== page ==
Once you’ve got your money in one place, set a routine. Neidich suggests three financial check-ups per week for a month. Hint: if you need extra support, bring in that trusted person for a financial friend-date.

Explore low-cost treatment options

Nobody should have to forgo mental health treatment because of the cost, but unfortunately, many people do.

According to the 2008 mental health parity law, all insurance companies in the US are required to cover mental health services. Still, there are barriers to accessing that coverage, like high deductibles and a lack of in-network providers. Plus, none of this applies to people without insurance.

There are other options for affordable treatment. Many therapists offer sliding-scale prices for people with lower incomes. Teleproviders like Talkspace, while imperfect, tend to be more affordable than in-person treatment. There are also platforms and apps designed to support marginalized communities. Finally, check with local government offices, charities, and community centers. Many offer mental health treatment.

Prepare to be upset

Fear, self-judgment, and shame are all common when dealing with financial problems. “Be kind and gentle with [yourself],” says Neidich. These feelings come with change, no matter how healthy, important, or even necessary.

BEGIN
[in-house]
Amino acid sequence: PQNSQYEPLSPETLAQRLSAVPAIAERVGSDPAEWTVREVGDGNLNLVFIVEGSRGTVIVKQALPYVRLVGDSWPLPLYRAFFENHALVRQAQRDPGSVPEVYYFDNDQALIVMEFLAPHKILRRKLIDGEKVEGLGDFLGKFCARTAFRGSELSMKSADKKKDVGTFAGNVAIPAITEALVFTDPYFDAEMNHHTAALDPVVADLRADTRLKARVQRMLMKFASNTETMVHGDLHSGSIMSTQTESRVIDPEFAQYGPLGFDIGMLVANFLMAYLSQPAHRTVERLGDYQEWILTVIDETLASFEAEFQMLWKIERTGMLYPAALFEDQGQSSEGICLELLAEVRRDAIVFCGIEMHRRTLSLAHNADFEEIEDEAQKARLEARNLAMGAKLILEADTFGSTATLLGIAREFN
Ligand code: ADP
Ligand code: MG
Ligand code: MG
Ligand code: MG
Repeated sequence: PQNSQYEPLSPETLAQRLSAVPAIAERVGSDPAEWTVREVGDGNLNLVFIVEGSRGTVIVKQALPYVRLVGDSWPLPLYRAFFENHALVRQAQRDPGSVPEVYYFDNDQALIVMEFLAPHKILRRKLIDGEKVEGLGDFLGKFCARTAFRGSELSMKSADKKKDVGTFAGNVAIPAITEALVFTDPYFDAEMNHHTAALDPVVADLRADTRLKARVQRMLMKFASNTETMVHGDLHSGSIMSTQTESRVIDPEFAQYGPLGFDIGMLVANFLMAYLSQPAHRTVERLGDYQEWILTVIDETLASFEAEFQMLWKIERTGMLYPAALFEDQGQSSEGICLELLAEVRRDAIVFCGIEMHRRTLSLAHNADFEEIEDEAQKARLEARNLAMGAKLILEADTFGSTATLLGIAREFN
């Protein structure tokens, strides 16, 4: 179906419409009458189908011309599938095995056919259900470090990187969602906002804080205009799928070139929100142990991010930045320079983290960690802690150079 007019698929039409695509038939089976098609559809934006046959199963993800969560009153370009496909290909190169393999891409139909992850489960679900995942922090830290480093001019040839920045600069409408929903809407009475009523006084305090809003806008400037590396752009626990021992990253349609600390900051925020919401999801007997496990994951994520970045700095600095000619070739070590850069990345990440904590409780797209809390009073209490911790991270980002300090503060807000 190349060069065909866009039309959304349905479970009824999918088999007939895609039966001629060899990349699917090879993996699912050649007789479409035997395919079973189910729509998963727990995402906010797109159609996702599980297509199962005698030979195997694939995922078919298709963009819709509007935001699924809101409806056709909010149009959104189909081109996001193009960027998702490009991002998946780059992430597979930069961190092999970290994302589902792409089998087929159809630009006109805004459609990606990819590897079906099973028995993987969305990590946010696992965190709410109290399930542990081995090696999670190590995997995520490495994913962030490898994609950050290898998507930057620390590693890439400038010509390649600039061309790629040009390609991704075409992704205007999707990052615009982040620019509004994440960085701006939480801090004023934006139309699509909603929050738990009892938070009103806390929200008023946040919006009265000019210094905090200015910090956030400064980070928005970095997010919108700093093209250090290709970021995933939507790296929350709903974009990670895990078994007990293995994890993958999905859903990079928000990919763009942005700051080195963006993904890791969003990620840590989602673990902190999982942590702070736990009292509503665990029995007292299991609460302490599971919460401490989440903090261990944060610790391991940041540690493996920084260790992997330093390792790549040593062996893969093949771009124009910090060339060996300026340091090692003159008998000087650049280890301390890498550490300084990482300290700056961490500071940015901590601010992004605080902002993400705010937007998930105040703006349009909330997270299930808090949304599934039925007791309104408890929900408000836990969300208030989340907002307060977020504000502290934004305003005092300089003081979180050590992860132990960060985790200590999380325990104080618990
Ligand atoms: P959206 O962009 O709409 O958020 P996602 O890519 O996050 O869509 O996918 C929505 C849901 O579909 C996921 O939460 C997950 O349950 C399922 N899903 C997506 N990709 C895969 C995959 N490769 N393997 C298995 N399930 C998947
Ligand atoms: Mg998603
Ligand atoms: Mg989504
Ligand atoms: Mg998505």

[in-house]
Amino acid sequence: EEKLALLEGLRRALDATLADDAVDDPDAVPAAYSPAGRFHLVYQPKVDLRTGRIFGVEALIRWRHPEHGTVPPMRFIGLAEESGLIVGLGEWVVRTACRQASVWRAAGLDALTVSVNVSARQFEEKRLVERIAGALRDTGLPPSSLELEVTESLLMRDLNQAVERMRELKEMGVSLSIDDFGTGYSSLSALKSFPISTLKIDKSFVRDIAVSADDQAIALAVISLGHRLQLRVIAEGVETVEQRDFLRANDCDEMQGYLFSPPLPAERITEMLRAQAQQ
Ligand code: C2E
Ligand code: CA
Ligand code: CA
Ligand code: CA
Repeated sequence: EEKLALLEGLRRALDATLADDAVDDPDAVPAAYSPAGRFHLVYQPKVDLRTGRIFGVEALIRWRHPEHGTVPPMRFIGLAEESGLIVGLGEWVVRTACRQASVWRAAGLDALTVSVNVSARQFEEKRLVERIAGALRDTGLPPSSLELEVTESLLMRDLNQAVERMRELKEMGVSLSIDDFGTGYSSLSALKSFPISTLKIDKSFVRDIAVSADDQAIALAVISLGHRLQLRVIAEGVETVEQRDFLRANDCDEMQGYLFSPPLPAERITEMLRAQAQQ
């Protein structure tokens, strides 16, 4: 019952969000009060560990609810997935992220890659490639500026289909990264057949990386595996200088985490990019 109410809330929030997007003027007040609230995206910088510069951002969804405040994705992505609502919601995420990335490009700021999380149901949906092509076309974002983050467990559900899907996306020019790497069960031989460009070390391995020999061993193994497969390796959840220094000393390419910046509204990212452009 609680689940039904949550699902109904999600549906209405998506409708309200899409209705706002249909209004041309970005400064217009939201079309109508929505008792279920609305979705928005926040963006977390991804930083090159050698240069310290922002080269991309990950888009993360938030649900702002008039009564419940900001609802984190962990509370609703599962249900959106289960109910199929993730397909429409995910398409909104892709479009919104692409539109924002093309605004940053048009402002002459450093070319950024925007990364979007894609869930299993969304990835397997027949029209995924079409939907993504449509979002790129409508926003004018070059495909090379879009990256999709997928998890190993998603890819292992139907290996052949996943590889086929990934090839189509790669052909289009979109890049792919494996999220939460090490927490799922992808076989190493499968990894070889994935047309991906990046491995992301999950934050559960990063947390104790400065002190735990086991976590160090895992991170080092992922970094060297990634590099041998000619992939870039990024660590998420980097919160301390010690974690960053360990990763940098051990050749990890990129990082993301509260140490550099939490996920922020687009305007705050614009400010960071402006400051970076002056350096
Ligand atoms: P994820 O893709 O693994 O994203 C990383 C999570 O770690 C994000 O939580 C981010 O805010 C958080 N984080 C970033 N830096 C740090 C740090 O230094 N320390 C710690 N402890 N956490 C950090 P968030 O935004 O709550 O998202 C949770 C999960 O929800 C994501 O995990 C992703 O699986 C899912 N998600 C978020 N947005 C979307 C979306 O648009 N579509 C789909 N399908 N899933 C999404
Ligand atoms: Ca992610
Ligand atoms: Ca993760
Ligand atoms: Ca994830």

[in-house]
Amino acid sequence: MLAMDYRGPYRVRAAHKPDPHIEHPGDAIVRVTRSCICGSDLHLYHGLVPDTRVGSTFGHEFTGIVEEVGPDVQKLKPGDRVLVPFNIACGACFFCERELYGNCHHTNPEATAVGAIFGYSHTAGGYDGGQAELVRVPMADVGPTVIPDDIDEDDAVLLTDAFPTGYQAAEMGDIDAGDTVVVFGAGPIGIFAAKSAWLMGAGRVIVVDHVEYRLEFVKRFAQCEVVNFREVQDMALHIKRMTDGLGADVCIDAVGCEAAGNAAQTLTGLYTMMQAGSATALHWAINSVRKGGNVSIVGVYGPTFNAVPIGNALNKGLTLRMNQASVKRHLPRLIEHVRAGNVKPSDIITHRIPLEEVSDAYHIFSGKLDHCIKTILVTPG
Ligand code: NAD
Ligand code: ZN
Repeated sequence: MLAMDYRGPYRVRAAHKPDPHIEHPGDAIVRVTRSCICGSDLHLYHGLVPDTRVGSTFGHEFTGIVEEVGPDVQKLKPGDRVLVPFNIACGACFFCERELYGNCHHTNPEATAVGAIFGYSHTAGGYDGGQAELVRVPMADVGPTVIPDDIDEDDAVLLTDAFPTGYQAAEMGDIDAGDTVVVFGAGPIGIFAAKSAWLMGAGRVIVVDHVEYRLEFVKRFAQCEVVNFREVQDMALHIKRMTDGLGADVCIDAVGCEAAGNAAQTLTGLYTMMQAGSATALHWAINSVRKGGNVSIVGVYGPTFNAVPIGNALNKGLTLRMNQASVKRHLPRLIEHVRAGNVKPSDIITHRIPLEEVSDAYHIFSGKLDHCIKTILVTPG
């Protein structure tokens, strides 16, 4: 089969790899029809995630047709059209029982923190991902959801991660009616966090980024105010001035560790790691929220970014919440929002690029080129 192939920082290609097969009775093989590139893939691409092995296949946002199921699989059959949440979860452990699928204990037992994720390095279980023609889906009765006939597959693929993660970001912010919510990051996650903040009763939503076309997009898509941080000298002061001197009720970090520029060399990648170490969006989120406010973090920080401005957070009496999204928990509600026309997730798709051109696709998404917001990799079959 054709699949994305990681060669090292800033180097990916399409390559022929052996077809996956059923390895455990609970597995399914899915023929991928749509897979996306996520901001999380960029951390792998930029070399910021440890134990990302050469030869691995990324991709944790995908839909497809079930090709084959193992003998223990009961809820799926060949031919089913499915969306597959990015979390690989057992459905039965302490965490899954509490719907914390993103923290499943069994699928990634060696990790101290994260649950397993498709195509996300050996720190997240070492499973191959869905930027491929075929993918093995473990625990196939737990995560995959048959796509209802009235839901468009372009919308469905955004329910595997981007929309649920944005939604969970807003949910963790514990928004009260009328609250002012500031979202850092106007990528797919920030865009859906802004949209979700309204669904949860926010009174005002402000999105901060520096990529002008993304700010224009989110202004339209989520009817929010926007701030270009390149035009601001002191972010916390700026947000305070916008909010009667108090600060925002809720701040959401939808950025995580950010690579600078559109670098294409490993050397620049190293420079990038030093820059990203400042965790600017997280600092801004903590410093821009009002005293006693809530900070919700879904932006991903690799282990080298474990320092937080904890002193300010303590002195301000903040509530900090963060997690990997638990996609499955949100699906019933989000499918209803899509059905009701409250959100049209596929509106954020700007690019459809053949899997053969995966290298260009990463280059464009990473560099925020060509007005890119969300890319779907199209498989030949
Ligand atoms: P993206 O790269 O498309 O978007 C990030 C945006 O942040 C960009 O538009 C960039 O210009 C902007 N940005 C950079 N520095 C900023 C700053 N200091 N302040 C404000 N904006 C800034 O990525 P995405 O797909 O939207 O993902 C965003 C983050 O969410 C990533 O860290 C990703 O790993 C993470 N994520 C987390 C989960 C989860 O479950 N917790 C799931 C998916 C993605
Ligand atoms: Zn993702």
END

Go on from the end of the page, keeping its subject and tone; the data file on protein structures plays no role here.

A light at the end of the tunnel

Things have changed a lot since the summer I spent stuck in a financial and emotional hole. After my family let me know they were worried about me, I started seeing a therapist. She gave me the tools I needed to break the cycle of shame and avoidance. Eventually, I gathered the strength to make a much-needed career change that paid better and stressed me out less.

I ended up in a different kind of cycle—a virtuous one. The more financially secure I felt, the more I invested in my well-being. The better I felt, the better decisions I made, for my mental health and my wallet.

The society we live in complicates this narrative. A person’s productivity shouldn’t determine their survival, and we need to address the structural problems that link the two. But for people living with mental illness or other mental health struggles who want to improve their financial situation right now, there is a way forward. Be kind to yourself, ask for help, and take it one step at a time.

If you are experiencing anxiety or depression and are in need of immediate support, you can call the NAMI HelpLine, 1-800-950-6264.

Ciara McLaren

Ciara McLaren is a freelance writer based in the southwest of France. Her work has appeared in HuffPost, Ours to Save, and Gastronomica.